Is typing a skill that we need to teach kids when they are young, or later in school, or can they be left to pick it up on their own? Typing is an important skill. That much is clear. When children learn their way around a keyboard they become better communicators. A child who learns touch typing — not just how to hunt and peck at the keyboard, may develop better writing habits as well.
Teach Them to Type Early:
Age should not be a major factor in deciding if a child is ready to learn touch typing. By age 7 or 8, children have the finger span and motor skills to type, so there is no reason to wait until middle school or high school, though this is still acceptable. And some school systems do teach typing. Regardless of how children learn to type, this skill brings many benefits.
Typing Develops Useful Skills:
Typing practice can help children learn to write more effectively, and can help children with motor coordination problems express themselves more effectively. Since children have the ability to pick up typing at a young age, it makes sense to introduce them to this fundamental skill sooner rather than later.
Writing is an important success skill in college, in graduate school, and in many career fields. Being a fast typist is helpful both for brainstorming (typing is faster than writing by hand) and for time management. Touch typing practice may also translate to better spelling and grammar. Typing practice also helps improve “visual motor integration” in children who are old enough to type effectively, according to Michelle Yoder, an occupational therapist and founder of Touchstone Therapy.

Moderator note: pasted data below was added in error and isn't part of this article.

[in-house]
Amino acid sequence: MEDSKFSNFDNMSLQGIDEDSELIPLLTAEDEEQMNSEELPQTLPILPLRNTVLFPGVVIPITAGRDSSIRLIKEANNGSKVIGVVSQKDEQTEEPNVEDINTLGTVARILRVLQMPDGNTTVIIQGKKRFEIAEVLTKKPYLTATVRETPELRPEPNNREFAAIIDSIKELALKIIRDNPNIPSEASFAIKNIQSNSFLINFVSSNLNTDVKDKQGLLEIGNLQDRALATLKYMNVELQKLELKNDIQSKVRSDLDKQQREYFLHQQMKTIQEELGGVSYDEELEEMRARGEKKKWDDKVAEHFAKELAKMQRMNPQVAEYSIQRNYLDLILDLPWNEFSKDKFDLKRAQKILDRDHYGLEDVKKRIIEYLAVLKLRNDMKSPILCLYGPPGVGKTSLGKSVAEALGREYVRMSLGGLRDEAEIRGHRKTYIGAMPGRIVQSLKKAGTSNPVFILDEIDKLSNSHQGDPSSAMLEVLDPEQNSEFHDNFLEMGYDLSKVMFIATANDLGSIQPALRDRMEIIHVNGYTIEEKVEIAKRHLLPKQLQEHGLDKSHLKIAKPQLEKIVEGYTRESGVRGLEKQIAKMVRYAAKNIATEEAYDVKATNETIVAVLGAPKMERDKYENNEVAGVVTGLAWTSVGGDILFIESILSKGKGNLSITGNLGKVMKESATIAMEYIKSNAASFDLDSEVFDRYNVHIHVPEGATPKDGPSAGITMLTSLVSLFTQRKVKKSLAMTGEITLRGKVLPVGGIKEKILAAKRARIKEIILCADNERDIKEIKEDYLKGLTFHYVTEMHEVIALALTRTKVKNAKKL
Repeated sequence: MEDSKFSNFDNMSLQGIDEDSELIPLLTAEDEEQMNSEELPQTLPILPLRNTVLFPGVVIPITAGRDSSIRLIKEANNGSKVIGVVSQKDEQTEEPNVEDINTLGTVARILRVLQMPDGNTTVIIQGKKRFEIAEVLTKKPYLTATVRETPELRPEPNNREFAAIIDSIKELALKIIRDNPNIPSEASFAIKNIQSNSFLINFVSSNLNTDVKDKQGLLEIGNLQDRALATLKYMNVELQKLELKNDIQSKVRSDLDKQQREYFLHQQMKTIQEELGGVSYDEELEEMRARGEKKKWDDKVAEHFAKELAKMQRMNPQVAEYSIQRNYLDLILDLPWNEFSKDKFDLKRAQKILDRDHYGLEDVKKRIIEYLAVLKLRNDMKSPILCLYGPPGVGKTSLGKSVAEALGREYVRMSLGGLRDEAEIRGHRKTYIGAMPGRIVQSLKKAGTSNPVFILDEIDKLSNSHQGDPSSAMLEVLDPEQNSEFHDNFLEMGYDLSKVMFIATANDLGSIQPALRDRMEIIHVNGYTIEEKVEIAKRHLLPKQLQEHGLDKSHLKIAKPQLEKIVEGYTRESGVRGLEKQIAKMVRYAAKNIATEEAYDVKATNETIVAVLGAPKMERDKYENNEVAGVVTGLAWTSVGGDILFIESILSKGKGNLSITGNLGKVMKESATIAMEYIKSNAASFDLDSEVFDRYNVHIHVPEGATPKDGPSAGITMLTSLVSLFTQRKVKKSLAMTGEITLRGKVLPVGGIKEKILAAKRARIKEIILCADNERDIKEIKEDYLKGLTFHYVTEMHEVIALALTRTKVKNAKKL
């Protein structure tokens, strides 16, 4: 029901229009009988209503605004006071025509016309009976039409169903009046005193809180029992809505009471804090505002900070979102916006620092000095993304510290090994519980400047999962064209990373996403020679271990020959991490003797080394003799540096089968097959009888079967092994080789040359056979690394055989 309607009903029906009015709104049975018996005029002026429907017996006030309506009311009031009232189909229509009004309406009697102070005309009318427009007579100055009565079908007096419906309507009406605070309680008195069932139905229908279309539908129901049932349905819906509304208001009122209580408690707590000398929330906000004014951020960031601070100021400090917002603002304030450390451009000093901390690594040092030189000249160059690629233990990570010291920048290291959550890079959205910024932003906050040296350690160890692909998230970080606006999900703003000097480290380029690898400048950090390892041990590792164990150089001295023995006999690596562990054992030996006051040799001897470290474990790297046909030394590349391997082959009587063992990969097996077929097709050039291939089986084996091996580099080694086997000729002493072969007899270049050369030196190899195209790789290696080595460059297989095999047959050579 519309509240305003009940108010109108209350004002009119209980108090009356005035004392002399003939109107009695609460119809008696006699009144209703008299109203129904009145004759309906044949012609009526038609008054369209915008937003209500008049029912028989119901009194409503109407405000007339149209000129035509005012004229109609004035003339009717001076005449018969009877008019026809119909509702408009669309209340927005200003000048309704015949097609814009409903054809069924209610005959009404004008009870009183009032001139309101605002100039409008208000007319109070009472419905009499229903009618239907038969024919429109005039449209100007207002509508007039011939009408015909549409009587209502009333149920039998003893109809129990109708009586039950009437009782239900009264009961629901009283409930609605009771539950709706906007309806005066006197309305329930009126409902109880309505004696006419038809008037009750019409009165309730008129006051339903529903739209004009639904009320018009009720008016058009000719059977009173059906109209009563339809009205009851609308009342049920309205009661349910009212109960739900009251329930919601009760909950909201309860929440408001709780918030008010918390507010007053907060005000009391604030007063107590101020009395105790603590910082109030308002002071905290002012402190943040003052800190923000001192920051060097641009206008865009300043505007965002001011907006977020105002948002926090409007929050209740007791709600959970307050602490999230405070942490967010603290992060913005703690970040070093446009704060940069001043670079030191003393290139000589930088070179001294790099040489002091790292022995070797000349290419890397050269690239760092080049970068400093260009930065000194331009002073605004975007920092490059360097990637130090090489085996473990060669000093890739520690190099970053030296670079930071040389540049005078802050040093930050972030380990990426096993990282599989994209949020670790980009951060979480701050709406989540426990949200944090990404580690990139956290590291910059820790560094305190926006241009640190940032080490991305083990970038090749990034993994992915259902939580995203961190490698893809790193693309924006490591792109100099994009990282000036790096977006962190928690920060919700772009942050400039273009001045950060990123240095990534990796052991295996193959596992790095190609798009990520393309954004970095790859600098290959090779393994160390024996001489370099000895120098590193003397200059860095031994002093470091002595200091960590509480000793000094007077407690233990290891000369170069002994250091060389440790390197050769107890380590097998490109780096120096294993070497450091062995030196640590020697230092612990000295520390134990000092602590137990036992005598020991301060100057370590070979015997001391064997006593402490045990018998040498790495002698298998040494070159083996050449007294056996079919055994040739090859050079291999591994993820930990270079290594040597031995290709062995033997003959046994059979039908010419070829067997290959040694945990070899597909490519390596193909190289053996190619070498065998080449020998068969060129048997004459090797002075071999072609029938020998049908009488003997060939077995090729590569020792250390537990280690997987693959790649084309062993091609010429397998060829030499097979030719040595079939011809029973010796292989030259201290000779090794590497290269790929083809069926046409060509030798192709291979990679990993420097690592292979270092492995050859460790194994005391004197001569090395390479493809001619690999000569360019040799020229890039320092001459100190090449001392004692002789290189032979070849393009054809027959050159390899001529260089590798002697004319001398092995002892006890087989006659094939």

Yoder also notes that typing practice can help children overcome some development challenges. Children with dysgraphia, an inability to write coherently due to brain damage or disease, can find that typing is easier for them. Motor coordination difficulties seem to be less of a problem when typing versus handwriting. Where schools no longer teach typing, parents can step in.
Keyboarding Practice Should Start Early:
Typing is a critical skill for clear communication. Being a slow typist is an issue in school, and in many jobs. Early practice on a keyboard helps a child become a better writer, not just a faster one. Children who are too young for typing practice can benefit from playing with a keyboard, so they learn where the keys are and how to hold their hands when they type. Students should be able to learn typing in school, but that tends not to be reality.
In short, children benefit greatly from learning to type whether they learn in school or at home on their computers. ♦